The traveling exhibition Art in the Age of the Internet, 1989 to Today is on loan to UMMA from the Institute of Contemporary Art of Boston, curated by Eva Respini and Barbara Lee (chief curators) with Jeffrey De Blois (assistant curator). The exhibition premiered in Boston on February 7, 2018, and will next travel to New Orleans Museum of Art in mid-April 2019.
The significance of technology’s impact on lived experience is noted the exhibition announcement on UMMA’s website, stating: “The internet has changed every aspect of contemporary life -- from how we interact with each other to how we work and play. Art in the Age of the Internet, 1989 to Today examines the radical impact of internet culture on visual art since the invention of the web in 1989. This exhibition presents more than forty works across a variety of media -- painting, performance, photography, sculpture, video, and web-based projects.”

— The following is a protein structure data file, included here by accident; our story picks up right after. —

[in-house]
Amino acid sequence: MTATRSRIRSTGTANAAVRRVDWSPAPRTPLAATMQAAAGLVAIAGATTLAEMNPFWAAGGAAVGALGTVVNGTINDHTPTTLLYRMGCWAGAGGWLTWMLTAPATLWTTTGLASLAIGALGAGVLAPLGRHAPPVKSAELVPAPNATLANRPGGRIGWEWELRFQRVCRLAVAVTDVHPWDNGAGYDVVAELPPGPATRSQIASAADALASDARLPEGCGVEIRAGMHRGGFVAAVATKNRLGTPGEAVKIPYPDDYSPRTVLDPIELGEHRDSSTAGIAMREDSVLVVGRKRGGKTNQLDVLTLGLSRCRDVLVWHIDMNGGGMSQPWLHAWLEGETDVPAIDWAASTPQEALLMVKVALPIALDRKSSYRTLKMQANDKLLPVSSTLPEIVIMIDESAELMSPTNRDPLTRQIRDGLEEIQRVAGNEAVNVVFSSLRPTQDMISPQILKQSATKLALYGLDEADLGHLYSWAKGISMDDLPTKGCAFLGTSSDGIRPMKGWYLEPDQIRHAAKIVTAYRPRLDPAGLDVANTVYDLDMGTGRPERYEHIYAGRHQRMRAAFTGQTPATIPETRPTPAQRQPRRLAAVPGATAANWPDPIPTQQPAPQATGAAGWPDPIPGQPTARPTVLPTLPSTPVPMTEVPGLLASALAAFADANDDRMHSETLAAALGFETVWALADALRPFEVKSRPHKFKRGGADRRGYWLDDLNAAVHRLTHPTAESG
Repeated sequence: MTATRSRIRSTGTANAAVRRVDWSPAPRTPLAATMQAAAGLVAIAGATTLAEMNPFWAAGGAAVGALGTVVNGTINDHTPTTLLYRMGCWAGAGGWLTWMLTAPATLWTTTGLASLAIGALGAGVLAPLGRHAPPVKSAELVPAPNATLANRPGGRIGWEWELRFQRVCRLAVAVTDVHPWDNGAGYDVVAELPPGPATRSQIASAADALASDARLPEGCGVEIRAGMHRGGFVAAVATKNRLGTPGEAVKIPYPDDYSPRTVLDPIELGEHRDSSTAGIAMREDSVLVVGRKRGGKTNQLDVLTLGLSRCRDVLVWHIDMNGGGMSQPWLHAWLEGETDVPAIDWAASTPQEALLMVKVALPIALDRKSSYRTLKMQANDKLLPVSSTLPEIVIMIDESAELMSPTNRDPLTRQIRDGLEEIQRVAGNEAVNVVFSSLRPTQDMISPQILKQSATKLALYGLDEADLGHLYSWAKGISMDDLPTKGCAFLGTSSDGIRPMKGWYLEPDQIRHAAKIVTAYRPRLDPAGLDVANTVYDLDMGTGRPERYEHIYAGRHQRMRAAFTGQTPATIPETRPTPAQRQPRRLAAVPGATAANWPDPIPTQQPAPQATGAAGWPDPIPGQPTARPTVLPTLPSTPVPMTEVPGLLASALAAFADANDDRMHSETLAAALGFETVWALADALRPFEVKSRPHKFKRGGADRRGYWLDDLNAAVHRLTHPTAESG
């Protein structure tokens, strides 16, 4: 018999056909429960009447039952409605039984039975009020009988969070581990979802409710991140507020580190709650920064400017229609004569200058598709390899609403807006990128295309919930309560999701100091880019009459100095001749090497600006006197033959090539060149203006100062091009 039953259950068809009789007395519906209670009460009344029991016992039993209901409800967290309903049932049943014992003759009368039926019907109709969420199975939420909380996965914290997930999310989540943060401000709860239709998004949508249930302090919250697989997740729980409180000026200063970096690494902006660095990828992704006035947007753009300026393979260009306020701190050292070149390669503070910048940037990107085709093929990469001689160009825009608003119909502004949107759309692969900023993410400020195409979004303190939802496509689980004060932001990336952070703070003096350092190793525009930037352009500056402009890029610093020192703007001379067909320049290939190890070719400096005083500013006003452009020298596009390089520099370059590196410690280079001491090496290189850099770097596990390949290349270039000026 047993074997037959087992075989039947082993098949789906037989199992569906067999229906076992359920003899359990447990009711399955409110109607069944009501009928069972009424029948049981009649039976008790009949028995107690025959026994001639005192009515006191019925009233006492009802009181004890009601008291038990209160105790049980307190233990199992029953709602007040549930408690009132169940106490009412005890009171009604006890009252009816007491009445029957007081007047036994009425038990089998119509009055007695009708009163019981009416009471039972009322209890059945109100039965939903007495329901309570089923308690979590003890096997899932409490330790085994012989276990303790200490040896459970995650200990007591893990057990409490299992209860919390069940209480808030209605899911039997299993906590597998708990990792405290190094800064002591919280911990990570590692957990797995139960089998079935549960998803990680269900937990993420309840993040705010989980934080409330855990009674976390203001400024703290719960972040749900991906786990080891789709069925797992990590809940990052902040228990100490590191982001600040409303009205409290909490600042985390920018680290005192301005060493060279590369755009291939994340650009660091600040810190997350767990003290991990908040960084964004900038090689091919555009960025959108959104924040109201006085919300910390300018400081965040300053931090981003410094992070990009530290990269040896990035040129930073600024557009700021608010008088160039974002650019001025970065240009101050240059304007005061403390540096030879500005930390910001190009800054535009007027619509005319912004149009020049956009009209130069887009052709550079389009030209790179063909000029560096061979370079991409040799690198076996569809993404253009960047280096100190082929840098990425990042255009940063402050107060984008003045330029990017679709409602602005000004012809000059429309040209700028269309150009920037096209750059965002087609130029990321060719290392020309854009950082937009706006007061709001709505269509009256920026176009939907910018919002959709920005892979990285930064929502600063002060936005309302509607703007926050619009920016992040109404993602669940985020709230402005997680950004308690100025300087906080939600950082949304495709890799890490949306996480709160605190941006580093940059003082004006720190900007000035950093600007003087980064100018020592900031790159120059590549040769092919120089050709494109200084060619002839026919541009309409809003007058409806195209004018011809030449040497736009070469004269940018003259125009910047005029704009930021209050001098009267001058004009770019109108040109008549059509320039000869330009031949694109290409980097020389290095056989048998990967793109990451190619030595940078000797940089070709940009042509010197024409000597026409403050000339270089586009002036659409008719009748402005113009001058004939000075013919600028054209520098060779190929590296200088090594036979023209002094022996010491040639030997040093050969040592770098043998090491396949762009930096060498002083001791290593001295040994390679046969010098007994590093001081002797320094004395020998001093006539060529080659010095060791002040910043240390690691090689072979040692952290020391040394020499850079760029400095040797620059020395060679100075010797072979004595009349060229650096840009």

Some of the influential artists featured in the gallery are Cory Arcangel, Judith Barry, Juliana Huxtable, Pierre Huyghe, Josh Kline, Laura Owens, Trevor Paglen, Seth Price, Cindy Sherman, Frances Stark, and Martine Syms. Many of the artists have worked with ever-changing technology for decades, but curators cite the year 1989 as a marker for the current global interconnectedness we experience as a result of new technologies. In addition, 1989 was the year of the first satellite that allows us to have the now-ubiquitous GPS, the year the World Wide Web was invented, the year the Berlin Wall came down, and protests in Tiananmen Square. Since social movements and identity politics have become more visible and accessible than ever before.